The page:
Home / News / Deadly bacteria outbreak at ‘sex on the dance floor’ nightclub

Deadly bacteria outbreak at ‘sex on the dance floor’ nightclub

A Berlin nightclub where guests frequently have sex on the dance floor faced a deadly bacteria scare on Saturday.

A male patron of the KitKatClub was rushed to the hospital after he was suspected of contracting bacterial meningitis, The Mirror reports.

Local authorities issued a city-wide alert asking guests who recently visited the venue to get medical attention.

Owners of the KitKatClub wrote a statement on Facebook saying, “while infections in the club were very unlikely according to doctors and authorities … anybody suffering from symptoms should immediately see a doctor.” They also said that because the man was in “serious condition,” he couldn’t remember what happened at the club.


  • ColorLens4Less.com: 500+ Colored Contacts and Halloween Contacts, Starting at US$9.99 / Pair
  • TheUniTravel.com : Find the latest travel and tourism news from around the world. Stay informed with travel news and updates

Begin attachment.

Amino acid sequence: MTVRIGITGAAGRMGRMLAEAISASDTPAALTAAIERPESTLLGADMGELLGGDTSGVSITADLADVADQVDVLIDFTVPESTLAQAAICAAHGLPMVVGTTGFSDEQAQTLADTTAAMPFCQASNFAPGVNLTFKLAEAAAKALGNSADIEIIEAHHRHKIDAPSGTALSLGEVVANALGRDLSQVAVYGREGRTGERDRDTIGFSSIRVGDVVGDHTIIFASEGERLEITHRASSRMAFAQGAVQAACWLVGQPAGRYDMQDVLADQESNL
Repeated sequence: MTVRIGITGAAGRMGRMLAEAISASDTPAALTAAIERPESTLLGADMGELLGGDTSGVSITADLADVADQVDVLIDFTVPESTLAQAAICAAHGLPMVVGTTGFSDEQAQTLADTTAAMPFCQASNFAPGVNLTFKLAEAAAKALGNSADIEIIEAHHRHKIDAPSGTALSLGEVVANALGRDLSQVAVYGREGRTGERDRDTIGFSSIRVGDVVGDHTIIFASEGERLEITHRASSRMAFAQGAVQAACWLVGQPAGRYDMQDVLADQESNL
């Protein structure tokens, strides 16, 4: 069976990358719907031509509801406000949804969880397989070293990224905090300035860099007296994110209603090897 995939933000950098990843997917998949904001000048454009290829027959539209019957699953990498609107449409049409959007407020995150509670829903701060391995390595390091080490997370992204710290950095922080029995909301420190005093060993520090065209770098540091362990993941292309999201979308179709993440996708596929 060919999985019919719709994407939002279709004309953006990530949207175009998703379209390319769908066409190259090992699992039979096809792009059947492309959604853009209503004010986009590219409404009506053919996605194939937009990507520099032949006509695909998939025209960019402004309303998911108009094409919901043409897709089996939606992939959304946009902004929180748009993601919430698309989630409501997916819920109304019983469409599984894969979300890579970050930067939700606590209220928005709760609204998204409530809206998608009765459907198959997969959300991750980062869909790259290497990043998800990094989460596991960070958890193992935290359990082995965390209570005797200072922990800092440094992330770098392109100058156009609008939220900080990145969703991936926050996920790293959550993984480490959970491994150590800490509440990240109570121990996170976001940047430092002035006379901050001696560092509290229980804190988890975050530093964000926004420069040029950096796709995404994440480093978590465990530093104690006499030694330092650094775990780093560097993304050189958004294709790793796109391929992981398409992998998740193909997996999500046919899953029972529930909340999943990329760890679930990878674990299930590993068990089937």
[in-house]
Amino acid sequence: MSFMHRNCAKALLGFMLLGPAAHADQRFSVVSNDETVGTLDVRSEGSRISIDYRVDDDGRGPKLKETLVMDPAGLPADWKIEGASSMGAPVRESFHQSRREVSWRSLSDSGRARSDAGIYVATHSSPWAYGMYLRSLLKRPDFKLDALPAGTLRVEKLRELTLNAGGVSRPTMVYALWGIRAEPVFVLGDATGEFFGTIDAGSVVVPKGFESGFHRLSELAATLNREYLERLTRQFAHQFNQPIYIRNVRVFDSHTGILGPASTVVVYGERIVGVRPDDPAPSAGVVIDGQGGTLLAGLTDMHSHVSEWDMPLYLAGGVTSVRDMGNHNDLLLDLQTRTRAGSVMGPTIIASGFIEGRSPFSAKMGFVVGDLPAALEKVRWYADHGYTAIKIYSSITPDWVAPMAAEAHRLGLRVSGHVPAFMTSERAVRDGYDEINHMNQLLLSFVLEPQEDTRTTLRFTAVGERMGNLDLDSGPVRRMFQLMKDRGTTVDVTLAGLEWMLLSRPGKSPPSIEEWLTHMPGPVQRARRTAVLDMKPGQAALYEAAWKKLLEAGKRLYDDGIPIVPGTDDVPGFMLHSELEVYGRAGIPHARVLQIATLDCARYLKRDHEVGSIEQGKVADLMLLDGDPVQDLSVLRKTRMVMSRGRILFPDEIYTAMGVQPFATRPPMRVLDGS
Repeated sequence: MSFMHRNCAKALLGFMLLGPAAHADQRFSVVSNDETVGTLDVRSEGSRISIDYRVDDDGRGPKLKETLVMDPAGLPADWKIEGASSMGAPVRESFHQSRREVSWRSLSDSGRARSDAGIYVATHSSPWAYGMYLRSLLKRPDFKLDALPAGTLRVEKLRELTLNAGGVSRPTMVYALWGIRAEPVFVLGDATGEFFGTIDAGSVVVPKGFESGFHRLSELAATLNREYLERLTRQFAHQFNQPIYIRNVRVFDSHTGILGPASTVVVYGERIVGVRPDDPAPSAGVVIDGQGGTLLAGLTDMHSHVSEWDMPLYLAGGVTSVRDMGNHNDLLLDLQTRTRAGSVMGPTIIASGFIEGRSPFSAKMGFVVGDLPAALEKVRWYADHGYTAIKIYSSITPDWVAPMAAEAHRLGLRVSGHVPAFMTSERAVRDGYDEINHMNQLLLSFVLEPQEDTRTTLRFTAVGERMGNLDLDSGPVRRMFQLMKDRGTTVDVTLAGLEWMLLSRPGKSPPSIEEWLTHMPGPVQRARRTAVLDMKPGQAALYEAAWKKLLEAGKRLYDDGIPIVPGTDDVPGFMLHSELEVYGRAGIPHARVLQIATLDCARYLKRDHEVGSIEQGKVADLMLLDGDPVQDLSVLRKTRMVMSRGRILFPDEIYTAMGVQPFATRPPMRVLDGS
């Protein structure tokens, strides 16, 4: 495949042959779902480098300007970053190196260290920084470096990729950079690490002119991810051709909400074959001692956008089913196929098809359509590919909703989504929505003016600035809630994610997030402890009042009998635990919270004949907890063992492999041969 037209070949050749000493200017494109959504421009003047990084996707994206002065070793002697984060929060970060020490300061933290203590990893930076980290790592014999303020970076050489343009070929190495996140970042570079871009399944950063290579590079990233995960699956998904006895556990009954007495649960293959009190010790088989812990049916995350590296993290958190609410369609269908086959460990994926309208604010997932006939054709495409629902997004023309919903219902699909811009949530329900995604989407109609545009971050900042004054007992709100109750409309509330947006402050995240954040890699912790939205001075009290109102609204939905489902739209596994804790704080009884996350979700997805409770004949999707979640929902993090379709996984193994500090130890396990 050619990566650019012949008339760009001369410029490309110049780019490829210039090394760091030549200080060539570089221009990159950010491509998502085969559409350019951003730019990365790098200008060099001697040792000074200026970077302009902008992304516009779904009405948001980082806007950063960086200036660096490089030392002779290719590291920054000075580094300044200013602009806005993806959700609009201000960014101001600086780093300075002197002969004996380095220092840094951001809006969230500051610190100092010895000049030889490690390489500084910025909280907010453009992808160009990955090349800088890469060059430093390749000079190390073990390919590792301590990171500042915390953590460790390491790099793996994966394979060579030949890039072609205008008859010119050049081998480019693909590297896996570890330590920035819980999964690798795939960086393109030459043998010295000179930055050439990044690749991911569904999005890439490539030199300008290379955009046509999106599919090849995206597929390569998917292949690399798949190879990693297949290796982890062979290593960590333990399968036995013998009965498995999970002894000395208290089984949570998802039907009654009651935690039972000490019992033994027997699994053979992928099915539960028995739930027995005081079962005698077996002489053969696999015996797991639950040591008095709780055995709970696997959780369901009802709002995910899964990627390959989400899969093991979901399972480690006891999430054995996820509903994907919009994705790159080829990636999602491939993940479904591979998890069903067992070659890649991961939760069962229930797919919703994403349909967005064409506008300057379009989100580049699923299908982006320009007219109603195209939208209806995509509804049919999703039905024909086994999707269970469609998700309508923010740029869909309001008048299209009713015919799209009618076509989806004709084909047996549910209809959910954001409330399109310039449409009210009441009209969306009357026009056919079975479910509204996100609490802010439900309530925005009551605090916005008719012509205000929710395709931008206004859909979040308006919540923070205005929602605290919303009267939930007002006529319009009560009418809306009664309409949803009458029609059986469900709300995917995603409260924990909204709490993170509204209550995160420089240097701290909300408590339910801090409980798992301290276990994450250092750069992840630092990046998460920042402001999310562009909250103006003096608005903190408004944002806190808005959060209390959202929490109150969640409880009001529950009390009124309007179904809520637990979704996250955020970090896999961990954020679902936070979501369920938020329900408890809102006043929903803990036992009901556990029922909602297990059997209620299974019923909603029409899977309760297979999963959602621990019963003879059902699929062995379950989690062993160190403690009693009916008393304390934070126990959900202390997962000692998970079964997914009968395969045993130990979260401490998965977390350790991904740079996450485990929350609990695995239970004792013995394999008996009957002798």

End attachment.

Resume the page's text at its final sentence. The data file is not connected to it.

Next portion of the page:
• Online-Dating-Free.com : Meet People In Your City, Free and Join Now

“For this reason, the Health Department decided to issue a press release. The idea was to inform as many people as possible who also visited the club last Saturday,” they said.

Meningitis is an infection that can be spread by saliva and body fluids. Once contracted, it can cause inflammation around the brain and spinal cord and can be fatal within hours.

German broadcaster Deutsche Welle reports that the man had been at a “CarneBall Bizarre” party where guests sport BDSM and fetish gear and have access to playrooms.

The KitKatClub was opened in 1994 by porn filmmaker Simon Thaur, and The Mirror reports that guests are encouraged to have sexual intercourse at the venue.

RELATED:  Video: Women filmed kung-fu kicking and hair-pulling in mass brawl outside celebrity nightclub

Meanwhile, city officials are not shutting the club down because it was not contaminated. According to the club, the building is symptom-free and employees have been offered antibiotic therapy as a preventive measure.